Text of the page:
The best-performing exchange-traded funds signal a bottoming in two key areas of the U.S. economy: real estate and commodities. The ETFs also point to a bottom-fishing expedition in value stocks. After excluding the 20 ETFs that use leverage, 10 of the 25 best-performing funds in April invest in real estate. Pending sales of existing U.S. homes rose in April for the second month in a row, showing buyers are locking in prices that are cheaper than at any time in a generation. Add to that a gain in construction spending bolstered by commercial and government stimulus projects, and the foundation is laid for an upturn. Of the real estate funds, none performed better than the iShares FTSE NAREIT Retail Capped Index Fund ( RTL). The fund returned 51% as four of its holdings more than doubled in value, including 236% from CBL & Associates ( CBL), 180% from Macerich ( MAC), 118% from Pennsylvania Real Estate Investment Trust ( PEI) and 106% in Cedar Shopping Centers ( CDR). Another big winner in April, the PowerShares FTSE RAFI Basic Materials Sector Portfolio ( PRFM) jumped nearly 38%, the top performer of the six commodity funds making the list. Holdings contributing to the ascent include a 113% jump from Ashland ( ASH), 92% from Domtar ( UFS) and 90% from Dow Chemical ( DOW). The other five commodity funds making the list focus on coal, timber and steel. All are positioned to be early beneficiaries of a renewal in demand during an economic recovery. Commodity funds experienced a freefall, collapsing as much as 62%, since my September article on Five Commodity ETFs to Avoid. After bouncing along the bottom for a few months, commodity funds present an attractive bet on an economic recovery and offer an inflation hedge.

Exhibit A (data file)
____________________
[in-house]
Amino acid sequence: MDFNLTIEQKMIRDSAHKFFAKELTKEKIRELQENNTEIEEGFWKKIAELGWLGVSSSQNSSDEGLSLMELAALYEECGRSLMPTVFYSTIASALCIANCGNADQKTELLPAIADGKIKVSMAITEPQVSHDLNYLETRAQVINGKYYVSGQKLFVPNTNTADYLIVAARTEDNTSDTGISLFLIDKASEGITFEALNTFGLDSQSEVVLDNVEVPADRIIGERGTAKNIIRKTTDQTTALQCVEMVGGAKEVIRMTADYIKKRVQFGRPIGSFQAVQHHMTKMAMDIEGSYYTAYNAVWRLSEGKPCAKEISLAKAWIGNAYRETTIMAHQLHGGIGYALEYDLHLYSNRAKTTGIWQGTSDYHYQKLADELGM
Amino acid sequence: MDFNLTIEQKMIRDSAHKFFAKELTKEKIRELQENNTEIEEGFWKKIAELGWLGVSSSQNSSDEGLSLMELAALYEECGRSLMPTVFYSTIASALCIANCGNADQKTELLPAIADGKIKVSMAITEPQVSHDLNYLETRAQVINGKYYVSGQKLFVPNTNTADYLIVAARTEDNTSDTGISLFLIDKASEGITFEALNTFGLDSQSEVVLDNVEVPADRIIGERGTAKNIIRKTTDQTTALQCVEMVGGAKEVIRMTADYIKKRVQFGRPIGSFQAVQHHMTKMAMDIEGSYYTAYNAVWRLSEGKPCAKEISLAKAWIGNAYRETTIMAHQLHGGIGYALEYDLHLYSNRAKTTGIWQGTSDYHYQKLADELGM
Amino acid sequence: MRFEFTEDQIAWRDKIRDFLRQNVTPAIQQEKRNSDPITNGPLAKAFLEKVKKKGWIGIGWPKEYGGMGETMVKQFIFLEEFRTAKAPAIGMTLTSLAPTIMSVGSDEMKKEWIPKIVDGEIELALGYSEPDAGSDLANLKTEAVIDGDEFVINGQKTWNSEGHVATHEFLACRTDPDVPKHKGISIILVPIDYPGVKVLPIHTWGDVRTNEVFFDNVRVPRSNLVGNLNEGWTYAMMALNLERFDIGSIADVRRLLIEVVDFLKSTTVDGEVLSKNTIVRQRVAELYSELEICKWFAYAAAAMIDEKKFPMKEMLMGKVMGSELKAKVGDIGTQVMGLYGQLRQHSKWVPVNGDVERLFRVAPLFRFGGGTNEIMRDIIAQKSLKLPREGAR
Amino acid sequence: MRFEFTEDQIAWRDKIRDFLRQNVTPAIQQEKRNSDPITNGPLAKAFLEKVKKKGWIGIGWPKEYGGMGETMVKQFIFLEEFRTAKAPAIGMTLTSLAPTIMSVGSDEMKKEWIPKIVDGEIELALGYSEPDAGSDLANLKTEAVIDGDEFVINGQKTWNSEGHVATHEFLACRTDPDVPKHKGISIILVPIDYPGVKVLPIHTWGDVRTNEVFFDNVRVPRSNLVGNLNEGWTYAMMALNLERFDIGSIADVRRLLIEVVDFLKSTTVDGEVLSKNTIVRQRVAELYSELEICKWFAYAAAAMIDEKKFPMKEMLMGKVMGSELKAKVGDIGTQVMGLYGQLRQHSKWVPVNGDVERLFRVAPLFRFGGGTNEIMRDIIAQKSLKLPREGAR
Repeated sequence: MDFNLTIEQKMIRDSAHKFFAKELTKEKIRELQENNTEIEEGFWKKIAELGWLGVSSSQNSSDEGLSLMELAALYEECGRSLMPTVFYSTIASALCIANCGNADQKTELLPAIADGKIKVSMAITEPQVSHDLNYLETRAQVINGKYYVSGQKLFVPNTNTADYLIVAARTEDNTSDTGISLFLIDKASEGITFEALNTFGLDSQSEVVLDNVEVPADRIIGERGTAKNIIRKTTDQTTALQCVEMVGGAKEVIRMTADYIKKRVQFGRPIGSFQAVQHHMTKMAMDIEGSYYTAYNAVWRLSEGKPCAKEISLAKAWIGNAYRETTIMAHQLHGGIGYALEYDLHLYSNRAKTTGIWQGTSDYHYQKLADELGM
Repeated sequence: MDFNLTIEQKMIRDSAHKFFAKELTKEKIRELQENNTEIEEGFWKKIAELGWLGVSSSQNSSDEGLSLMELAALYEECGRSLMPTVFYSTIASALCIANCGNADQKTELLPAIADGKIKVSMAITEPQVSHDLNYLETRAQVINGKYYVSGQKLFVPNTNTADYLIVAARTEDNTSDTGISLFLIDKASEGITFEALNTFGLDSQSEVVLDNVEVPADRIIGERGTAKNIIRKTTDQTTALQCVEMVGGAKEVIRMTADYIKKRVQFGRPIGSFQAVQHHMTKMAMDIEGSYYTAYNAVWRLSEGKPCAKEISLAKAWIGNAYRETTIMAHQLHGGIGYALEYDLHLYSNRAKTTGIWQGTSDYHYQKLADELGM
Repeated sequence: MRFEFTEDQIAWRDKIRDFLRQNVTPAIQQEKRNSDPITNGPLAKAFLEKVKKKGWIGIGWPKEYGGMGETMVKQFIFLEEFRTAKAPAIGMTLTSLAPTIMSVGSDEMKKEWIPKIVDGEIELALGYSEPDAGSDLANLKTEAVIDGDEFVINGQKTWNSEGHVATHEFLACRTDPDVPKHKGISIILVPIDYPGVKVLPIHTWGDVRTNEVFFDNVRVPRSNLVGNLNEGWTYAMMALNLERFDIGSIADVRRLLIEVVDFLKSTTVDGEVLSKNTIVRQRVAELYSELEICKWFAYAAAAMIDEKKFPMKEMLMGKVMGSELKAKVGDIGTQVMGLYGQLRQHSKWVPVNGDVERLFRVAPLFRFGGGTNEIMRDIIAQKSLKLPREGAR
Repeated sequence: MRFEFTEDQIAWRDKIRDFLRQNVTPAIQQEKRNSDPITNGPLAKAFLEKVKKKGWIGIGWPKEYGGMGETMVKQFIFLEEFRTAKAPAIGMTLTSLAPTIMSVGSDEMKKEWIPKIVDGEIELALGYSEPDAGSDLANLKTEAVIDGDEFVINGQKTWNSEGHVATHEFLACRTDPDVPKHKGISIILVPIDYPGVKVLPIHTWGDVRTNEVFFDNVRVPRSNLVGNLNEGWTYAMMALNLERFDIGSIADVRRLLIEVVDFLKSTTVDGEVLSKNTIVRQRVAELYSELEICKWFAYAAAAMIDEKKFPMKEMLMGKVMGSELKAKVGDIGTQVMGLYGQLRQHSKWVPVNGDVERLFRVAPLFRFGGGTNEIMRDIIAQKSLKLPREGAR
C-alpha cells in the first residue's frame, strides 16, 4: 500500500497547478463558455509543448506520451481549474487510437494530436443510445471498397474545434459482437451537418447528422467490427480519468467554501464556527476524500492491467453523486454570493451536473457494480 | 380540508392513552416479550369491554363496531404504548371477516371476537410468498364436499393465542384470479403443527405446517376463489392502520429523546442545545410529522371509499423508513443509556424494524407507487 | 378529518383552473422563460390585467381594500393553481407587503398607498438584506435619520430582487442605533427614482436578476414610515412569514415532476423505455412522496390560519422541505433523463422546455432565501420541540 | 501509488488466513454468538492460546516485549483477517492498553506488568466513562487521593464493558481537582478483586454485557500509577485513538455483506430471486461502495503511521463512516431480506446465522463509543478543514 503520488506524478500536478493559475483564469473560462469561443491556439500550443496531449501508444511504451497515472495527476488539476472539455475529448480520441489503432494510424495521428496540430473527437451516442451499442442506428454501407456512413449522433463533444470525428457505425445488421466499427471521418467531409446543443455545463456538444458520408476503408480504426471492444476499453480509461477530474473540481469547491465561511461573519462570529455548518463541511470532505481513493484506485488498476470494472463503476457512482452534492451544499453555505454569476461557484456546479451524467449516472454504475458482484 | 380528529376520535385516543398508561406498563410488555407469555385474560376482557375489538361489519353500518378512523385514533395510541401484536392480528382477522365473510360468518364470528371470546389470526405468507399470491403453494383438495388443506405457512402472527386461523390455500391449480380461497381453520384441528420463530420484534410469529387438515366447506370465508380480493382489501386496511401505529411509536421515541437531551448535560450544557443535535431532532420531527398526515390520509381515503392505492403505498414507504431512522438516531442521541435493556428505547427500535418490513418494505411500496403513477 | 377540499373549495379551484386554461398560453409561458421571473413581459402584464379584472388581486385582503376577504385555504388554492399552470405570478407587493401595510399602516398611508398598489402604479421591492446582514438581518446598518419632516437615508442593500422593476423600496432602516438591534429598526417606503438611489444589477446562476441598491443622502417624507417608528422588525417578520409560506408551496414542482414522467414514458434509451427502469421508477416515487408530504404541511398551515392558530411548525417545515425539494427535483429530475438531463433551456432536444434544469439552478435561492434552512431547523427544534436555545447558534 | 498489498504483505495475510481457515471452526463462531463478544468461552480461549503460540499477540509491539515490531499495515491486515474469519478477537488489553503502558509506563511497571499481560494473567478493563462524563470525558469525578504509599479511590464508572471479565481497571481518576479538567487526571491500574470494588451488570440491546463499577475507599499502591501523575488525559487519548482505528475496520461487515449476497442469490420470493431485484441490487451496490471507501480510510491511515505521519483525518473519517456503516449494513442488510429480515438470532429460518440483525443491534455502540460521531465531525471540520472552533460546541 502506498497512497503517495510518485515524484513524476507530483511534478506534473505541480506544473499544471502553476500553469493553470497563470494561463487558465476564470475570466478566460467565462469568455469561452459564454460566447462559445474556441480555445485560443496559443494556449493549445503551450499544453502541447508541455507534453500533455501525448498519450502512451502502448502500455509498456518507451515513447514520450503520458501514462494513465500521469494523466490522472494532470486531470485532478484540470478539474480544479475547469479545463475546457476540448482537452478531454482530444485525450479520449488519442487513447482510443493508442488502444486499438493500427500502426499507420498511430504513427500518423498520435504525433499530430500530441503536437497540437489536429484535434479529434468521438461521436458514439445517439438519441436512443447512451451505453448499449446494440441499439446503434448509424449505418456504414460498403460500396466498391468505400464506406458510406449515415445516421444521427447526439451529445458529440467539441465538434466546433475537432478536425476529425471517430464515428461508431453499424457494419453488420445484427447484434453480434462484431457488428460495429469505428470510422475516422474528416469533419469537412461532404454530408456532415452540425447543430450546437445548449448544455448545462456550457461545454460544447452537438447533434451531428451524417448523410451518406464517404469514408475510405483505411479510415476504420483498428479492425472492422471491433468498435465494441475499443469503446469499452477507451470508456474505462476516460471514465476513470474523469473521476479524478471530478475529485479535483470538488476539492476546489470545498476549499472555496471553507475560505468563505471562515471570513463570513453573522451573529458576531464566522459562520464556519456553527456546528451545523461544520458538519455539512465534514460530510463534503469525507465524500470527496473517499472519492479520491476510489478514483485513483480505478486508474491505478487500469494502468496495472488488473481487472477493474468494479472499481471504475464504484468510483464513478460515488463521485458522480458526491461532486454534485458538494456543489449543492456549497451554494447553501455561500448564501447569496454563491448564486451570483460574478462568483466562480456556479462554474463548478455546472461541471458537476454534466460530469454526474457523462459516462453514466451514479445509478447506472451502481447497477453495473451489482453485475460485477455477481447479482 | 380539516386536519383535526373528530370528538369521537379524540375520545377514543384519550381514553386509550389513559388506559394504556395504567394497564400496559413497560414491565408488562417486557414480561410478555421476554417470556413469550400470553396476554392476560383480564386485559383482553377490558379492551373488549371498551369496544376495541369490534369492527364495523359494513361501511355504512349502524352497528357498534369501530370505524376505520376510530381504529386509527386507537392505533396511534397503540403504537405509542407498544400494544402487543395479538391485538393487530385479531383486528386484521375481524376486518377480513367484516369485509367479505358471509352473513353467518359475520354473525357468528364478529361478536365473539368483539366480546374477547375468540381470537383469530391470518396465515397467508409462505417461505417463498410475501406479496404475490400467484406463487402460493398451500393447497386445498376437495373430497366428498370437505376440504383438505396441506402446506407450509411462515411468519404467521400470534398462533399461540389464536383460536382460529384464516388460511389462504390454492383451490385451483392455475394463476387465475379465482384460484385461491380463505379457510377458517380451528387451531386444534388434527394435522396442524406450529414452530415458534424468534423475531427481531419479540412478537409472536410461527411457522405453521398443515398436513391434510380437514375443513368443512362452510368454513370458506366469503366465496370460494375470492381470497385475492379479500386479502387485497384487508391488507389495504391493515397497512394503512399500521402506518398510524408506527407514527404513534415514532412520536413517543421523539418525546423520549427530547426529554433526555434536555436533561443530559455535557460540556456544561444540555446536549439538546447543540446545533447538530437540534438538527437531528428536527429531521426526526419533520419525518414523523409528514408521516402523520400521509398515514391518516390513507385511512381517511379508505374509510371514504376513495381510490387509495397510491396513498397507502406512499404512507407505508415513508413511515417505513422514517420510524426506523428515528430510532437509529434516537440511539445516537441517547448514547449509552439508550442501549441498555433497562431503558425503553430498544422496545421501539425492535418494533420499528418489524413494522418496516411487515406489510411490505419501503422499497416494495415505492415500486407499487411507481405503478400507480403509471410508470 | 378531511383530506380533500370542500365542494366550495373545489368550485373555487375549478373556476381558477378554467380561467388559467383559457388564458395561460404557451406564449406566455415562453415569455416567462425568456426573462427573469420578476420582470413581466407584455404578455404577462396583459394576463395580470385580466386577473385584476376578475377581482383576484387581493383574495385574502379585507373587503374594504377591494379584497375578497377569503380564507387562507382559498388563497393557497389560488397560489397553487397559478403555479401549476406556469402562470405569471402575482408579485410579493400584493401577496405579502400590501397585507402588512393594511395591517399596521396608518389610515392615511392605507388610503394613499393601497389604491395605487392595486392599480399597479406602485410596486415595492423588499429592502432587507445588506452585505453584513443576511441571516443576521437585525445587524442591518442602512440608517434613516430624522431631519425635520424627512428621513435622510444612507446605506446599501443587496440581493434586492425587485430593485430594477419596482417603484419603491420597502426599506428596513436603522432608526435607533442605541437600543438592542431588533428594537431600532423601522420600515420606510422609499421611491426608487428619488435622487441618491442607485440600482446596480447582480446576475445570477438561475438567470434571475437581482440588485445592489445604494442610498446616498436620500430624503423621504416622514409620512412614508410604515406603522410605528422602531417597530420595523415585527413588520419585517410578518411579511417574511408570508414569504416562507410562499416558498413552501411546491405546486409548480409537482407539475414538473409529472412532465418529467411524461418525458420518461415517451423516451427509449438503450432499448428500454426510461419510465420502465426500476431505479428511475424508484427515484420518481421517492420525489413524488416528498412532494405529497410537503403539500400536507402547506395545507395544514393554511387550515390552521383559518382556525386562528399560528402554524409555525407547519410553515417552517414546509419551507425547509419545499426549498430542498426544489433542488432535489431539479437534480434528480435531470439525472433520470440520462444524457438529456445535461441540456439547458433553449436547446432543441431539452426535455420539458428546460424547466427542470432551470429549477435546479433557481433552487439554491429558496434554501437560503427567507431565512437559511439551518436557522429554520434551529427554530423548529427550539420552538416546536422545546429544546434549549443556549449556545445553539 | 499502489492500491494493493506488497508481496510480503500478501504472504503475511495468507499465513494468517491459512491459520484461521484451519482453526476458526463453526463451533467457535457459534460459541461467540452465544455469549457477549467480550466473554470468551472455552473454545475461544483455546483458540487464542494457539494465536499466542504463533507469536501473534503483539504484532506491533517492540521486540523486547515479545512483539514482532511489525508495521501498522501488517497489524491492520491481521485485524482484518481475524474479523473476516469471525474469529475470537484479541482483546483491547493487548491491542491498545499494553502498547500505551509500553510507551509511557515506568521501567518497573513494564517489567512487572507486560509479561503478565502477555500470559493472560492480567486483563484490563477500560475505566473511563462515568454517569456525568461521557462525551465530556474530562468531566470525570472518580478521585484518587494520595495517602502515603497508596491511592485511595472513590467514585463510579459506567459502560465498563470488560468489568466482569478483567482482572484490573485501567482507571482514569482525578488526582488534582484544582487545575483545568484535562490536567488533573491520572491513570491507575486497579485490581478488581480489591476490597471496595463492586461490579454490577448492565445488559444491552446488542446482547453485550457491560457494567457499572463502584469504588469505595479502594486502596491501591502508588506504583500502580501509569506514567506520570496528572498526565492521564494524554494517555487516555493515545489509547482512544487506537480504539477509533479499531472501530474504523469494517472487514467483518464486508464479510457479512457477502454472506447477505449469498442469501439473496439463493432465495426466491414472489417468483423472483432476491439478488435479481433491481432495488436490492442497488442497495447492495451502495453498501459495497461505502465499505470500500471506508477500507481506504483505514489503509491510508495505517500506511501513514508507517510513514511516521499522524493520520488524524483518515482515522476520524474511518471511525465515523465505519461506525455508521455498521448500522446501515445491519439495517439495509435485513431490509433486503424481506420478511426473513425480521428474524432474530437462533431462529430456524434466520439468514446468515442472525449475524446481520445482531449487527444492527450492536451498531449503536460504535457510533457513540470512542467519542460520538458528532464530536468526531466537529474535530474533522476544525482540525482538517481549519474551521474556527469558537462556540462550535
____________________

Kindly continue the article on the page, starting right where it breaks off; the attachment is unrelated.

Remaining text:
The best-performing, non-leveraged ETF in April was one of four value-stock funds, the Rydex S&P Smallcap 600 Pure Value ETF ( RZV), up almost 52%. Sixteen holdings more than doubled in value, with Sonic Automotive ( SAH), up 223%; Ruby Tuesday ( RT), up 163%; and OfficeMax ( OMX), up 132%, as investors snapped up good companies previously mauled by the bear market for stocks.